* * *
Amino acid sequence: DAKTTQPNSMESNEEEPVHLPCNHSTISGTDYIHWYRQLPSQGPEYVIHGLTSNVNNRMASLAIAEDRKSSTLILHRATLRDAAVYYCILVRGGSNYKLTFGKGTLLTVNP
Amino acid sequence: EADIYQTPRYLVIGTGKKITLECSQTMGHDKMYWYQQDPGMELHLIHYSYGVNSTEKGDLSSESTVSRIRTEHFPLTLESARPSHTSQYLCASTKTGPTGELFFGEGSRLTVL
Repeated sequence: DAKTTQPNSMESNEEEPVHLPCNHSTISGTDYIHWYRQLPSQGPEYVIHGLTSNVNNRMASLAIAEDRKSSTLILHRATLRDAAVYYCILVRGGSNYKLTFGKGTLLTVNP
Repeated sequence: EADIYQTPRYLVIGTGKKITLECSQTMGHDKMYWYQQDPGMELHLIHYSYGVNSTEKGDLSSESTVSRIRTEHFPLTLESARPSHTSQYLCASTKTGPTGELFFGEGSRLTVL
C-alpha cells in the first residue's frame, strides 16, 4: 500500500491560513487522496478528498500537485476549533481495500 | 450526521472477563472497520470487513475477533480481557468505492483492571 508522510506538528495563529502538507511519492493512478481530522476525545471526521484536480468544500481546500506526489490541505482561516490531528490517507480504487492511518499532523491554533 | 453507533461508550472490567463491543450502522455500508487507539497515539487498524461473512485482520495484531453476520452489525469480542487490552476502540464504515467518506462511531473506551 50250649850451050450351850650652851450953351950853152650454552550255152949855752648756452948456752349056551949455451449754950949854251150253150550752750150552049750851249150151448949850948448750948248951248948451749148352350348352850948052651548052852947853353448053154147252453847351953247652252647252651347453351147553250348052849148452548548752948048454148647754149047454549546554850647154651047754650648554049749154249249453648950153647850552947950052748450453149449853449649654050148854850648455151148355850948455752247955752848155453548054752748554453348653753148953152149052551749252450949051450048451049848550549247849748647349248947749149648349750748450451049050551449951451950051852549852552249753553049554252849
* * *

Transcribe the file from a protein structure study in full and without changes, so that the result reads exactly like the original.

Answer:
Amino acid sequence: DAKTTQPNSMESNEEEPVHLPCNHSTISGTDYIHWYRQLPSQGPEYVIHGLTSNVNNRMASLAIAEDRKSSTLILHRATLRDAAVYYCILVRGGSNYKLTFGKGTLLTVNP
Amino acid sequence: EADIYQTPRYLVIGTGKKITLECSQTMGHDKMYWYQQDPGMELHLIHYSYGVNSTEKGDLSSESTVSRIRTEHFPLTLESARPSHTSQYLCASTKTGPTGELFFGEGSRLTVL
Repeated sequence: DAKTTQPNSMESNEEEPVHLPCNHSTISGTDYIHWYRQLPSQGPEYVIHGLTSNVNNRMASLAIAEDRKSSTLILHRATLRDAAVYYCILVRGGSNYKLTFGKGTLLTVNP
Repeated sequence: EADIYQTPRYLVIGTGKKITLECSQTMGHDKMYWYQQDPGMELHLIHYSYGVNSTEKGDLSSESTVSRIRTEHFPLTLESARPSHTSQYLCASTKTGPTGELFFGEGSRLTVL
C-alpha cells in the first residue's frame, strides 16, 4: 500500500491560513487522496478528498500537485476549533481495500 | 450526521472477563472497520470487513475477533480481557468505492483492571 508522510506538528495563529502538507511519492493512478481530522476525545471526521484536480468544500481546500506526489490541505482561516490531528490517507480504487492511518499532523491554533 | 453507533461508550472490567463491543450502522455500508487507539497515539487498524461473512485482520495484531453476520452489525469480542487490552476502540464504515467518506462511531473506551 50250649850451050450351850650652851450953351950853152650454552550255152949855752648756452948456752349056551949455451449754950949854251150253150550752750150552049750851249150151448949850948448750948248951248948451749148352350348352850948052651548052852947853353448053154147252453847351953247652252647252651347453351147553250348052849148452548548752948048454148647754149047454549546554850647154651047754650648554049749154249249453648950153647850552947950052748450453149449853449649654050148854850648455151148355850948455752247955752848155453548054752748554453348653753148953152149052551749252450949051450048451049848550549247849748647349248947749149648349750748450451049050551449951451950051852549852552249753553049554252849